I’m looking forward to introducing Apollo to my friends; everyone has been asking to meet him, but we’re taking it slowly so he’s not too overwhelmed. → I’m looking forward to introducing Apollo to my friends. Everyone has been asking to meet him, but we’re taking it slowly so he’s not too overwhelmed.

Using this one trick will help you answer several questions on the SAT correctly!


Tip #4: Understand dependent vs independent clauses

Half of the questions on the SAT Writing section are about grammar, and if we had to pick one single grammar concept to know, it would be understanding how to identify dependent clauses versus independent clauses.

Why? Because so many of the grammar questions are fundamentally about this concept. Once you know how to identify if a clause is independent or dependent, you can memorize a few short rules about how to connect two independent clauses.

In a nutshell, a clause is independent if it can stand on its own as a sentence. With some rare exceptions, it will always have a subject + a main verb.

Here’s some examples, with independent clauses highlighted in green and dependent clauses highlighted in yellow:

Last spring, I took the SAT for the first time.

Some of my friends thought it was easy, but most of my friends thought it was hard.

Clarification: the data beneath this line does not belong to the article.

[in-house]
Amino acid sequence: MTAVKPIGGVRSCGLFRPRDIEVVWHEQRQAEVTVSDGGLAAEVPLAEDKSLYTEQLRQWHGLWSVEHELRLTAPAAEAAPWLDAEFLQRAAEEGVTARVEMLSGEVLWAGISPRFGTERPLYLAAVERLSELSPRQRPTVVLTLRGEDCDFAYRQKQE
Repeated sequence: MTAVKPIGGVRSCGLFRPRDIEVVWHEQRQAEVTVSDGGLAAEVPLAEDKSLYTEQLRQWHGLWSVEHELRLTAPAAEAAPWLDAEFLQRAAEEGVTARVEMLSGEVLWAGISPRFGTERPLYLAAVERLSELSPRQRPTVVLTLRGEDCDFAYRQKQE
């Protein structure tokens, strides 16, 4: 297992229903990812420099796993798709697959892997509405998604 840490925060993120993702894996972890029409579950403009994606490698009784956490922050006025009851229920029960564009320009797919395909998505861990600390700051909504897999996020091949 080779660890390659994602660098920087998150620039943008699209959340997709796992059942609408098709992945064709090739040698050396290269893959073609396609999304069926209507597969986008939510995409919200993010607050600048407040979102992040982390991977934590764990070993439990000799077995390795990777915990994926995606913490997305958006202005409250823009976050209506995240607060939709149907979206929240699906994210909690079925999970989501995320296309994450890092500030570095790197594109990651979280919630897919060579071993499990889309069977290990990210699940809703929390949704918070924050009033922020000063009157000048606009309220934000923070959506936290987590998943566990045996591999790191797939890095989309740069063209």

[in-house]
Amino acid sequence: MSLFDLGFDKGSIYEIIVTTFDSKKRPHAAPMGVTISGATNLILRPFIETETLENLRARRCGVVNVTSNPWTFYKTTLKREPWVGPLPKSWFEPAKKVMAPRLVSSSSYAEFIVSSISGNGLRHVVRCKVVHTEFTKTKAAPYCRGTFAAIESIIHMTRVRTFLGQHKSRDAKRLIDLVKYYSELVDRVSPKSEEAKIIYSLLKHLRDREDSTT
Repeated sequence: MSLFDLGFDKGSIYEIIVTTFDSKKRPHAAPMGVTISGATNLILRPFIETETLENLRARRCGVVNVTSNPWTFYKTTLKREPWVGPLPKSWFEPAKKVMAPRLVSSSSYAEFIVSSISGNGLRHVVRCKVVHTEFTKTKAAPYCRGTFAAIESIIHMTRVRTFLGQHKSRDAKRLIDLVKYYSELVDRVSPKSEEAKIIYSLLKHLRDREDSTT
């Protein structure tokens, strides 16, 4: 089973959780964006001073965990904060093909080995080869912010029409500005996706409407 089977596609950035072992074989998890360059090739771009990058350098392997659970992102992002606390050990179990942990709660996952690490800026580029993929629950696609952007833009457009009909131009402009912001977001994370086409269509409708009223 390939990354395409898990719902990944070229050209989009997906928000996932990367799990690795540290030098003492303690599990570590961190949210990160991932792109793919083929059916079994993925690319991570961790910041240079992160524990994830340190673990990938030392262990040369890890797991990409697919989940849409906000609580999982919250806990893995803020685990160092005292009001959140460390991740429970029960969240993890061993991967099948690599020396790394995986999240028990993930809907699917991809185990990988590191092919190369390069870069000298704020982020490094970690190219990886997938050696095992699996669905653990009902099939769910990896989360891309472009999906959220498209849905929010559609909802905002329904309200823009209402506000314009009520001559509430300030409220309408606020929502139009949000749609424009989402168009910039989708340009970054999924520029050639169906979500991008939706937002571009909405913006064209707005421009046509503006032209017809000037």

I’m not sure how I did on the test; I’ll have to wait a few weeks to get my scores back.

Fortunately, when we finished the test we all went out for ice cream together at the little shop that’s near the school.

After I had spent three hours concentrating hard on the test, I felt like I deserved to get an extra scoop of ice cream.

If you have two independent clauses in one sentence, they can be connected with:

  1. A semicolon (or sometimes a colon)
  2. A period (just make them two sentences)
  3. A FANBOYS conjunction: for, and, nor, but, or, yet, or so

On the other hand, if you’re connecting a dependent phrase or clause to the rest of the sentence, you don’t want to use any of the things on this list! Depending on the sentence, you’ll either want no punctuation or just a comma. (We often work on the tougher nuances of this with our tutoring students.)

For more exercises and examples of independent clauses vs dependent clauses, check out our free Essential Grammar Workbook. Thousands of SAT students have used it to improve their Writing scores on the SAT!


Tip #5: Shorter is (almost always) better

Half of the questions on the Reading and Writing section are about grammar and punctuation, but the other half of the questions are about what the SAT calls “Effective Use of Language.”

In other words, the SAT will ask you to judge which version of a sentence or a paragraph is the best one, even if all of them are grammatically correct.

These questions often feel challenging to students because all of the sentences sound okay, and it feels subjective.